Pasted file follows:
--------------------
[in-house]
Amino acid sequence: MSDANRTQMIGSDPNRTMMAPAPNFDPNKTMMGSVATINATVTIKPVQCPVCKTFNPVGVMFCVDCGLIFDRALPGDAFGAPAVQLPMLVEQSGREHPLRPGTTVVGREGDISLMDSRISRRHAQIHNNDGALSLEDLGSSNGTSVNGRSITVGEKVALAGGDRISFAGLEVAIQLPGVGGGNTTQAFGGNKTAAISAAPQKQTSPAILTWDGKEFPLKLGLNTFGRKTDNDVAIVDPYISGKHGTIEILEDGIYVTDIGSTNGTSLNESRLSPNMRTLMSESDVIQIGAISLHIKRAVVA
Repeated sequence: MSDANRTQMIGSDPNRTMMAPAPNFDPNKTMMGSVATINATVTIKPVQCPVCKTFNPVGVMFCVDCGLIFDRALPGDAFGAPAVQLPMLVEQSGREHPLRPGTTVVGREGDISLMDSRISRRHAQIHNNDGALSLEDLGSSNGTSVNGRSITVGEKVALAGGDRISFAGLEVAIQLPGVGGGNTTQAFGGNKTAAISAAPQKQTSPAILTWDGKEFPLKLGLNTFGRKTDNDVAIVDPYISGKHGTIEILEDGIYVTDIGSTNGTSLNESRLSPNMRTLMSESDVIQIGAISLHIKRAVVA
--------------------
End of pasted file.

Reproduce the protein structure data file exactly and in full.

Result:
[in-house]
Amino acid sequence: MSDANRTQMIGSDPNRTMMAPAPNFDPNKTMMGSVATINATVTIKPVQCPVCKTFNPVGVMFCVDCGLIFDRALPGDAFGAPAVQLPMLVEQSGREHPLRPGTTVVGREGDISLMDSRISRRHAQIHNNDGALSLEDLGSSNGTSVNGRSITVGEKVALAGGDRISFAGLEVAIQLPGVGGGNTTQAFGGNKTAAISAAPQKQTSPAILTWDGKEFPLKLGLNTFGRKTDNDVAIVDPYISGKHGTIEILEDGIYVTDIGSTNGTSLNESRLSPNMRTLMSESDVIQIGAISLHIKRAVVA
Repeated sequence: MSDANRTQMIGSDPNRTMMAPAPNFDPNKTMMGSVATINATVTIKPVQCPVCKTFNPVGVMFCVDCGLIFDRALPGDAFGAPAVQLPMLVEQSGREHPLRPGTTVVGREGDISLMDSRISRRHAQIHNNDGALSLEDLGSSNGTSVNGRSITVGEKVALAGGDRISFAGLEVAIQLPGVGGGNTTQAFGGNKTAAISAAPQKQTSPAILTWDGKEFPLKLGLNTFGRKTDNDVAIVDPYISGKHGTIEILEDGIYVTDIGSTNGTSLNESRLSPNMRTLMSESDVIQIGAISLHIKRAVVA